Trauma victims in India most often do not get optimal care during the ‘golden hour’ period after a head injury

Accidents can happen anywhere. A trip or a fall, road accidents or sports injury — these everyday accidents can lead to traumatic brain injuries (TBI) and lifelong scars.

India has the highest rate of head injury in the world with about 120,000 people dying on the roads every year. Half of those who die from TBI do so within the first two hours of injury because early and appropriate management of traumatic brain injuries is crucial for the survival of these patients.

The erstwhile royal of Jodhpur, Maharaja Gajsingh II, has had hismoments of pain and anxiety when his only son Shivraj Singh suffered a severe head injury while playing polo in 2005. As a concerned father watching his son undergo different phases of intensive treatment in Jaipur and Mumbai followed by occupational, speech and neuropsychological support in the U.S., he became acutely aware of the need to have better infrastructure for rapid response and treatment in India.

He could now see why one out of six trauma victims die in India while the figure in the U.S. is one among 200. It was obvious that 95 per cent trauma victims in India do not get optimal care during the ‘golden hour’ period after the injury.

Shivraj’s accident inspired Maharaja Gajsingh to set up the Indian Head Injury Foundation (IHIF) in 2007, with a mission to build a comprehensive system for prevention, diagnosis and treatment of traumatic brain injury and provide neuro-rehabilitation to such patients in the country.

This was followed by the establishment of the state-of-the-art Yuvraj Shivraj Singh Trauma Rehabilitation Centre at Rajdadisa Hospital in Jodhpur. The centre is the first and only specialist neuro-rehab unit in Rajasthan. The mission of the new centre is to provide comprehensive trauma care services to all severely injured patients right from pre-hospital stage (critical trauma ambulance services). The centre offers both preventive and curative help as well as telemedicine facilities at the hospital. Curative programmes include victims’ support groups, the hospital’s integrated rehabilitation approach, and a community health assistant programme.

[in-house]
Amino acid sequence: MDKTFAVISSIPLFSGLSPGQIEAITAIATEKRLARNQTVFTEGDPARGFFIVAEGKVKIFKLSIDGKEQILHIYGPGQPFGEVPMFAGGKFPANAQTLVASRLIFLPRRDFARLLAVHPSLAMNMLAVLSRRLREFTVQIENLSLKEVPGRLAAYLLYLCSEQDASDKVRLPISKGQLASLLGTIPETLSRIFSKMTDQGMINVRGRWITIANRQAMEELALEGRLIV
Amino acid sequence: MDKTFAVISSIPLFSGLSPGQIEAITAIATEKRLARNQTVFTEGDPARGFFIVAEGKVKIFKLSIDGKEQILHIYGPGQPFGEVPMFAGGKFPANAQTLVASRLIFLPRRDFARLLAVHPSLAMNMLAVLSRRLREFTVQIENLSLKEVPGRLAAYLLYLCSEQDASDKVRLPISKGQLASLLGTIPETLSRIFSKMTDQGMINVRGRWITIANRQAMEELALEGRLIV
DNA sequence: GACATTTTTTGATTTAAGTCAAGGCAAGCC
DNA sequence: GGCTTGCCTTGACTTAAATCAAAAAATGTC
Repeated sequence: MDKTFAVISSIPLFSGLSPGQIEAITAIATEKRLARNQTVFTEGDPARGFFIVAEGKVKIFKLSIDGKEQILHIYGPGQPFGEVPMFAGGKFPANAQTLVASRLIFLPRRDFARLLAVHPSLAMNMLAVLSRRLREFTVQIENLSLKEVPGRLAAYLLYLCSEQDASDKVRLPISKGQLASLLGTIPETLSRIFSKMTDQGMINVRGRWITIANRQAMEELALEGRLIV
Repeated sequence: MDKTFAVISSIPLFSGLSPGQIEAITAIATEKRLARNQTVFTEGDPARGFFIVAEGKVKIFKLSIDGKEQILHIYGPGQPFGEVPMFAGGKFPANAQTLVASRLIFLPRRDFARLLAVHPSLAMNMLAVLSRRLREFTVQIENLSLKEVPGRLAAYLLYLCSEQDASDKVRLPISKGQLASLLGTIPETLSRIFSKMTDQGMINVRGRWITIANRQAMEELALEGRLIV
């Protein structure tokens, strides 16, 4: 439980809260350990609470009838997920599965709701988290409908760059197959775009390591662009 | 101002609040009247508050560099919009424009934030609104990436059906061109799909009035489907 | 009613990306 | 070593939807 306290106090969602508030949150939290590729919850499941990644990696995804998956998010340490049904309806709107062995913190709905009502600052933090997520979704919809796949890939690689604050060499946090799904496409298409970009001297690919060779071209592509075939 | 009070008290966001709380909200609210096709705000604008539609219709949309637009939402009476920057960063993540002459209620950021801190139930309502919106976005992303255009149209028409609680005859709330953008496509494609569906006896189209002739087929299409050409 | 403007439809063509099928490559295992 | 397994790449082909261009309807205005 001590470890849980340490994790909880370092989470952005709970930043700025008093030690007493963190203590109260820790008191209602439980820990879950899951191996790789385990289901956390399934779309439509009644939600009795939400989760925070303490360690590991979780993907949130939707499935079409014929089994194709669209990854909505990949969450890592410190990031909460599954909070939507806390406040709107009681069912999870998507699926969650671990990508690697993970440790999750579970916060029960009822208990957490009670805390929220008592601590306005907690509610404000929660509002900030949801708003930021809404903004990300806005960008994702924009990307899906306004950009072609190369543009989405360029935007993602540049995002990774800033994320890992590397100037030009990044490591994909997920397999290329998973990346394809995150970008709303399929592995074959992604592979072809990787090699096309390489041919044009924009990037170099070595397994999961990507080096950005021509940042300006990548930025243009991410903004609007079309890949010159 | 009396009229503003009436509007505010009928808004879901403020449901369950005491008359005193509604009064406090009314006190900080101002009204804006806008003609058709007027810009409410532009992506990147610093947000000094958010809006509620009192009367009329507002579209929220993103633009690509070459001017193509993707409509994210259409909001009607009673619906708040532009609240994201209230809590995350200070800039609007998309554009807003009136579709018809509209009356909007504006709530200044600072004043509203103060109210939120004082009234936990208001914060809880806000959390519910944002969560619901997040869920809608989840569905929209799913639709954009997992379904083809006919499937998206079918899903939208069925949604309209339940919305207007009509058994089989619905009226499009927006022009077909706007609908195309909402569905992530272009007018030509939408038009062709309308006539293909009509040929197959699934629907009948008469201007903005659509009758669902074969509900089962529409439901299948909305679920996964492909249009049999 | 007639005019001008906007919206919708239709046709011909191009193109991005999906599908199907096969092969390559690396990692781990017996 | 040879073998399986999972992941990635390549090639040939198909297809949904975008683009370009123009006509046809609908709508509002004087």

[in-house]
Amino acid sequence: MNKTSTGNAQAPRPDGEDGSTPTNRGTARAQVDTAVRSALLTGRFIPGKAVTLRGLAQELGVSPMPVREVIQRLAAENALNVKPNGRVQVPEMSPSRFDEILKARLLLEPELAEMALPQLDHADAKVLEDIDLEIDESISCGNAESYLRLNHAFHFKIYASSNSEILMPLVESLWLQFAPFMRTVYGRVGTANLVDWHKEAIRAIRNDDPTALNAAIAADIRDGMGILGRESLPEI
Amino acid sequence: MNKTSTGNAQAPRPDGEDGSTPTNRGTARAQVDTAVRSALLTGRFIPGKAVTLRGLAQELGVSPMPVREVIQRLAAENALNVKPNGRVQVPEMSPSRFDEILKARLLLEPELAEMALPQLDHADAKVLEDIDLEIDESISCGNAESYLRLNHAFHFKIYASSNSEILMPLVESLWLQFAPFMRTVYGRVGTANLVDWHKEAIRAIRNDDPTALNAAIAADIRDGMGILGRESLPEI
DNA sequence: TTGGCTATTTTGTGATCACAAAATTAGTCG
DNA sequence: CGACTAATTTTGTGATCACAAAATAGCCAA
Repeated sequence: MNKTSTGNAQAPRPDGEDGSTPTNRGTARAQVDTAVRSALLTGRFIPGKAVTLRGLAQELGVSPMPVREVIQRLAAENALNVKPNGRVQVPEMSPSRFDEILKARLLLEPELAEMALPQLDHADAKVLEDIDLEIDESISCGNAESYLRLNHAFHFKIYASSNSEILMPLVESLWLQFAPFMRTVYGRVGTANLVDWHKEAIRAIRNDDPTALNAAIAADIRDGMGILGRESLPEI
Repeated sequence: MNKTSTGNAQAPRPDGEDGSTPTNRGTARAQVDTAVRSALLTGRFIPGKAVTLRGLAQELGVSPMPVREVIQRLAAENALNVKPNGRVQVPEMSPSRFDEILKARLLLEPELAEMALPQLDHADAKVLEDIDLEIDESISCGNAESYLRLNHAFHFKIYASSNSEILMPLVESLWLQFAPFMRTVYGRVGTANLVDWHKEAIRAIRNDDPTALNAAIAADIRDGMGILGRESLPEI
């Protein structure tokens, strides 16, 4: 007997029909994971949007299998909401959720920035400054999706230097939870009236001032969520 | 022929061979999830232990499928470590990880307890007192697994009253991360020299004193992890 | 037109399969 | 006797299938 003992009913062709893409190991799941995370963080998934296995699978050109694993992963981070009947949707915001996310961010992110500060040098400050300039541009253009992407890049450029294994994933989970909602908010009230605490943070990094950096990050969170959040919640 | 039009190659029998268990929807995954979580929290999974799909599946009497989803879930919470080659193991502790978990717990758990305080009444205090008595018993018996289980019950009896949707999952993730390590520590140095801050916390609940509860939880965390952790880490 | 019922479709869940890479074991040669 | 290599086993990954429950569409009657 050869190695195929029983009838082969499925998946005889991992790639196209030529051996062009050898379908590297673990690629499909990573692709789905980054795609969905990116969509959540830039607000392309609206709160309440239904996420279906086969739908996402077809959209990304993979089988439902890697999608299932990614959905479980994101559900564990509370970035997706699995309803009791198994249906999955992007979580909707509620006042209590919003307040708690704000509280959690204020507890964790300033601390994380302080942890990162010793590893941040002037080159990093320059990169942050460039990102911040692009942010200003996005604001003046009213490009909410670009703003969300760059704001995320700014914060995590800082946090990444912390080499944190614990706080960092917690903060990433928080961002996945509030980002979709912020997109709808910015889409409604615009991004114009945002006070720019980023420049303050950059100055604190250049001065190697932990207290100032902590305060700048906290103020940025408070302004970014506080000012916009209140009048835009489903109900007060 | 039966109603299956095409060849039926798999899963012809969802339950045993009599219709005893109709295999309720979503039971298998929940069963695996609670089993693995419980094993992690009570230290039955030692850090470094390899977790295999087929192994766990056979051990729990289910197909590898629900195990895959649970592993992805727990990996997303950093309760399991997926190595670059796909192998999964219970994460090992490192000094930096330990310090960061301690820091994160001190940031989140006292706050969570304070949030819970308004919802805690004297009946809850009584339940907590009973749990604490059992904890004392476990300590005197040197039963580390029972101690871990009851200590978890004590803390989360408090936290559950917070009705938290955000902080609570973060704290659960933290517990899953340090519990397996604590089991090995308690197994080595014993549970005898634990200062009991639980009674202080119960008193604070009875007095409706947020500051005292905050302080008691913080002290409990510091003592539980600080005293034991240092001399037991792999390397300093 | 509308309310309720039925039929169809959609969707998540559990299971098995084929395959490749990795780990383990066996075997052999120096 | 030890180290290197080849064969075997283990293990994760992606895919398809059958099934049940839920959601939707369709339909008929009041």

To take the initiative further, recently a royal auction was organised by Maharaja Gajsingh to raise funds at the first annual Jodhpur One World Retreat (JOWR). “After setting up the foundation five years ago, we now felt that we needed to take it to the next level by raising awareness and resources for the cause and the foundation,” he said.

Carefully selected objects d’art, fascinating heirlooms, 11th and 12th century sculptures, a dazzling collection of royal jewellery and otherheritage treasures were put on auction at the majestic Ummaid Bhavan Palace. “The retreat was an endeavour to bring like minded people from across the world on a common platform to discuss future initiatives,” said Dhananajaya Singh, Trustee, IHIF.

The IHIF has brought together several large institutions like the Bloomberg Foundation, the Global Road Safety Partnership, the Aga Khan Development Network and the Reliance Foundation on a common platform in order to exchange ideas and assets for common goals. The immediate application of funds will go towards the development and upgradation of IHIF's two existing Neuro-Rehabilitation Units, in Delhi and Jodhpur.

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